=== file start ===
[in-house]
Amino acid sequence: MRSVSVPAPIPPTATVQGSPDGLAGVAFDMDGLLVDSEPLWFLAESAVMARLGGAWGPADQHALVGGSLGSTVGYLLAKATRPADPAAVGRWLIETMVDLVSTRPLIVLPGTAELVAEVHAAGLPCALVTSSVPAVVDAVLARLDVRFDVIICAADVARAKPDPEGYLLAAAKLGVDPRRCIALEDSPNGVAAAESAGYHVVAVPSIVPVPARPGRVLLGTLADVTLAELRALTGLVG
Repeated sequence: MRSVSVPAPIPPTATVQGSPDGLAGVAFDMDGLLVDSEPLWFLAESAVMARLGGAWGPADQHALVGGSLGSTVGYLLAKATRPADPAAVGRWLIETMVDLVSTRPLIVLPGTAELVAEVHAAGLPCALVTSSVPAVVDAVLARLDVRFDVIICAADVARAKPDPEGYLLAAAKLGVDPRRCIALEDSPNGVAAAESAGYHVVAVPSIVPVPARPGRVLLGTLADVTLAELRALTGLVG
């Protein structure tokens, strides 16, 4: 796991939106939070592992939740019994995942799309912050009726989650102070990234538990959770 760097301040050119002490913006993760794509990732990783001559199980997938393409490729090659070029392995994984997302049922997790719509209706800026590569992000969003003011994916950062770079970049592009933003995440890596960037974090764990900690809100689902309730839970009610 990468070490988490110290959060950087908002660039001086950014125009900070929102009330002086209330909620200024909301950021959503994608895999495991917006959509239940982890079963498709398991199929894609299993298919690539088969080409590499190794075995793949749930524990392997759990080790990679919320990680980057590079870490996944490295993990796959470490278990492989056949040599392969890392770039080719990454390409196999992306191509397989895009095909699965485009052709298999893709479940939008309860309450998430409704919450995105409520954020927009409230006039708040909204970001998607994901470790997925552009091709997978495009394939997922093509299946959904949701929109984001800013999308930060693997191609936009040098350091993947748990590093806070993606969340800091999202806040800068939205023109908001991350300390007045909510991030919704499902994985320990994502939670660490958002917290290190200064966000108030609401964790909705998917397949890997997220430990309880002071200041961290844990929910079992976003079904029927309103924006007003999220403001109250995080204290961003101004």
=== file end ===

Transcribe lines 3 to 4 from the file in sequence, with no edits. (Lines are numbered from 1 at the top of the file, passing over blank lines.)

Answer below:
Repeated sequence: MRSVSVPAPIPPTATVQGSPDGLAGVAFDMDGLLVDSEPLWFLAESAVMARLGGAWGPADQHALVGGSLGSTVGYLLAKATRPADPAAVGRWLIETMVDLVSTRPLIVLPGTAELVAEVHAAGLPCALVTSSVPAVVDAVLARLDVRFDVIICAADVARAKPDPEGYLLAAAKLGVDPRRCIALEDSPNGVAAAESAGYHVVAVPSIVPVPARPGRVLLGTLADVTLAELRALTGLVG
């Protein structure tokens, strides 16, 4: 796991939106939070592992939740019994995942799309912050009726989650102070990234538990959770 760097301040050119002490913006993760794509990732990783001559199980997938393409490729090659070029392995994984997302049922997790719509209706800026590569992000969003003011994916950062770079970049592009933003995440890596960037974090764990900690809100689902309730839970009610 990468070490988490110290959060950087908002660039001086950014125009900070929102009330002086209330909620200024909301950021959503994608895999495991917006959509239940982890079963498709398991199929894609299993298919690539088969080409590499190794075995793949749930524990392997759990080790990679919320990680980057590079870490996944490295993990796959470490278990492989056949040599392969890392770039080719990454390409196999992306191509397989895009095909699965485009052709298999893709479940939008309860309450998430409704919450995105409520954020927009409230006039708040909204970001998607994901470790997925552009091709997978495009394939997922093509299946959904949701929109984001800013999308930060693997191609936009040098350091993947748990590093806070993606969340800091999202806040800068939205023109908001991350300390007045909510991030919704499902994985320990994502939670660490958002917290290190200064966000108030609401964790909705998917397949890997997220430990309880002071200041961290844990929910079992976003079904029927309103924006007003999220403001109250995080204290961003101004």